Speaking in a forked tongue: Russian help for autocracy in Kazakhstan

Research output: Contribution to specialist publicationArticle


Syria, Hong Kong, Belarus, and now Kazakhstan. During the past decade the autocrats’ international have perfected rigging elections and suppressing democratic dissent. Resurgent Russia has excelled in this field. Few observers, however, notice that the Kremlin’s neoimperial package is underpinned with ethnolinguistic nationalism, or the ideology of the Russkii mir (Russian world). Alongside oil blackmail, the Kremlin imposes Cyrillic and the Russian language on the post-Soviet states with an eye to constructing a Russian sphere of influence. This neoimperial sphere is designed to coincide with the area of the former Soviet Union or even the Russian Empire. Moscow’s offensive use of language and script politics is part and parcel of hybrid warfare strategy that reduces the need for the deployment of troops and outright annexations. Are the Russian intervention forces going to leave Kazakhstan anytime soon?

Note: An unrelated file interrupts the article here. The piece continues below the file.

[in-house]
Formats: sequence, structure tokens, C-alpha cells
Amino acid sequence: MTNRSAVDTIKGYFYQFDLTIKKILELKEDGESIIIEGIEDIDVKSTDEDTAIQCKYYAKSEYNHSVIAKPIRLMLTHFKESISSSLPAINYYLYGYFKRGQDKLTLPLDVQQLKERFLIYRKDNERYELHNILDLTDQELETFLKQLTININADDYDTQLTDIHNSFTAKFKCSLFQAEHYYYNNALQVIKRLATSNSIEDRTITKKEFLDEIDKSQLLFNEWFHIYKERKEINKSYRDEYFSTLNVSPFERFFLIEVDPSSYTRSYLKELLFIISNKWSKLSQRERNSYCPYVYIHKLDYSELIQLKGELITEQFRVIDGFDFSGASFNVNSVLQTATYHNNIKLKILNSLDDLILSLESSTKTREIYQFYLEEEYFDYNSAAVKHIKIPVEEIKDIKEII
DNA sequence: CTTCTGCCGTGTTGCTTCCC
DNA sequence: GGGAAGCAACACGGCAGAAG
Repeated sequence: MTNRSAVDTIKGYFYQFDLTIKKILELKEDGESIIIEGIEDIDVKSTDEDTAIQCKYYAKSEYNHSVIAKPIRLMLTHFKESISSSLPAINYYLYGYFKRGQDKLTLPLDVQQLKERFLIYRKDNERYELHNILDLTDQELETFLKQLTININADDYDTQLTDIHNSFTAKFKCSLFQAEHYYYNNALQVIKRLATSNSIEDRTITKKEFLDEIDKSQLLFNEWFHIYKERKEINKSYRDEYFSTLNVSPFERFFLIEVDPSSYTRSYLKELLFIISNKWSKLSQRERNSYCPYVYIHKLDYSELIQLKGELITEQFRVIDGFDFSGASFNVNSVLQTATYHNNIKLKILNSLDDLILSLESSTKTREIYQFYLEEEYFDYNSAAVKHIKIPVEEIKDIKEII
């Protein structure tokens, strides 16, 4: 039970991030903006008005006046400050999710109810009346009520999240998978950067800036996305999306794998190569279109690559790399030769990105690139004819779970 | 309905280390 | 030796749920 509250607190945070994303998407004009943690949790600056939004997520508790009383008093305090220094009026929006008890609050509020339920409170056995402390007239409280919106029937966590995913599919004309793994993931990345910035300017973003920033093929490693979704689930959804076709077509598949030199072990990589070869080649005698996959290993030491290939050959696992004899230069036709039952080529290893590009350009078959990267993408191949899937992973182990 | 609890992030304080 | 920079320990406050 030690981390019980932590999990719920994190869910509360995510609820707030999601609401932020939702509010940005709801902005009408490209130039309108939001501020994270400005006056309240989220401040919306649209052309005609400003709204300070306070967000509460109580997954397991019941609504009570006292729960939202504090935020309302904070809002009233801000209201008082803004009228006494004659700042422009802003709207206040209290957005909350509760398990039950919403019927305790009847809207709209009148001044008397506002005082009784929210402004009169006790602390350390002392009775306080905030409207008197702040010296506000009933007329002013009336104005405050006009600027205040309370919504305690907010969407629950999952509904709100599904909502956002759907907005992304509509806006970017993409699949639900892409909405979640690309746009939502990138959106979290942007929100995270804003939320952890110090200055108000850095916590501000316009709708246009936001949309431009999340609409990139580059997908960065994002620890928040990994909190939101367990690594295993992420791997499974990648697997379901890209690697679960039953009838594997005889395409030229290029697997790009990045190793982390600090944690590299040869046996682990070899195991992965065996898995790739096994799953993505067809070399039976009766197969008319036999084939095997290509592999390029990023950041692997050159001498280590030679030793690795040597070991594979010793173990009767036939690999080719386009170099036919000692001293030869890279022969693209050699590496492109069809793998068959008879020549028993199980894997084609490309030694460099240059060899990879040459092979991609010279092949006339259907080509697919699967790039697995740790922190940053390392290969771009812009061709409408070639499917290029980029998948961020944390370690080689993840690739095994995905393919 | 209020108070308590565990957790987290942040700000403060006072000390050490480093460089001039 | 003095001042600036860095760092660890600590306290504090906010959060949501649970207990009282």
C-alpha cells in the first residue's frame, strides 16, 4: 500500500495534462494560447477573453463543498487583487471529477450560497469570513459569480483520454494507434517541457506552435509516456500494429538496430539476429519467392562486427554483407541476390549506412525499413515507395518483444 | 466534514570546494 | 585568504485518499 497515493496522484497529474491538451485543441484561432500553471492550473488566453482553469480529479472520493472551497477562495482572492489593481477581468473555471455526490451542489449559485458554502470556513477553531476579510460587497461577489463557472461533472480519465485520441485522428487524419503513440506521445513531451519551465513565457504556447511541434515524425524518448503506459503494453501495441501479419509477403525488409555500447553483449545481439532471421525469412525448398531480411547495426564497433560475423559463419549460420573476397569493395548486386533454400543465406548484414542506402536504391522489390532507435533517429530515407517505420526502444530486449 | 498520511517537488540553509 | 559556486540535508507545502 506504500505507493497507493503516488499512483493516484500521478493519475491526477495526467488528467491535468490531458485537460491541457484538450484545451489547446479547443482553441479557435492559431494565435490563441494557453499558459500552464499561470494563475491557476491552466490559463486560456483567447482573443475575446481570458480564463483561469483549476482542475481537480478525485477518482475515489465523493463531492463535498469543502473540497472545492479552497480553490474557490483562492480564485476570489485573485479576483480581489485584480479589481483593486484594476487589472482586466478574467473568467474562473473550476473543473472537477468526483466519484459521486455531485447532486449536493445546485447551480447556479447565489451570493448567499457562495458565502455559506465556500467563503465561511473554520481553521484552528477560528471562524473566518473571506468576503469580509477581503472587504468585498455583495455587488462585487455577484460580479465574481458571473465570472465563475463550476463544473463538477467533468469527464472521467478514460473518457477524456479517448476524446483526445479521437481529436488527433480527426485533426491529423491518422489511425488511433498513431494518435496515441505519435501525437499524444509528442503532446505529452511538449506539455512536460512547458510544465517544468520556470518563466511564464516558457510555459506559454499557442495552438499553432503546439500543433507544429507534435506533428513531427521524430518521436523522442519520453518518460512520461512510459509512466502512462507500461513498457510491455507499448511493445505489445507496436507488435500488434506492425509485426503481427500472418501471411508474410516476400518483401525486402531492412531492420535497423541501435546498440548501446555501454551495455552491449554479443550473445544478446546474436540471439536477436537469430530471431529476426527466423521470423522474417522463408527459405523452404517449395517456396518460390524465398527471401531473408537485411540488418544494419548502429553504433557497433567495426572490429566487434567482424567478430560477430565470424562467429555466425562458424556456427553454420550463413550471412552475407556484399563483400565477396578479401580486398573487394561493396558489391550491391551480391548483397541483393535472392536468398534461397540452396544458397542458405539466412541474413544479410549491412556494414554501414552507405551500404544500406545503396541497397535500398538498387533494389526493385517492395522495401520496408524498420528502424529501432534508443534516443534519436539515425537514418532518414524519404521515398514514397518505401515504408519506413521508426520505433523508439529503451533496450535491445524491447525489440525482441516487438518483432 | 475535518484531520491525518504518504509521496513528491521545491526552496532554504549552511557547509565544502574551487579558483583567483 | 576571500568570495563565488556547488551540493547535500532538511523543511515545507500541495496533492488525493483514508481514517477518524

Original languageEnglish
Specialist publicationWachtyrz.eu
Publication statusPublished - 9 Jan 2022


  • Kazakhstan
  • Russian imperialism
  • Neoimperialism
  • Post-Soviet history
  • Central Asia
  • Authoritarianism
  • Russian world
  • Democracy
  • Ethnolinguistic nationalism


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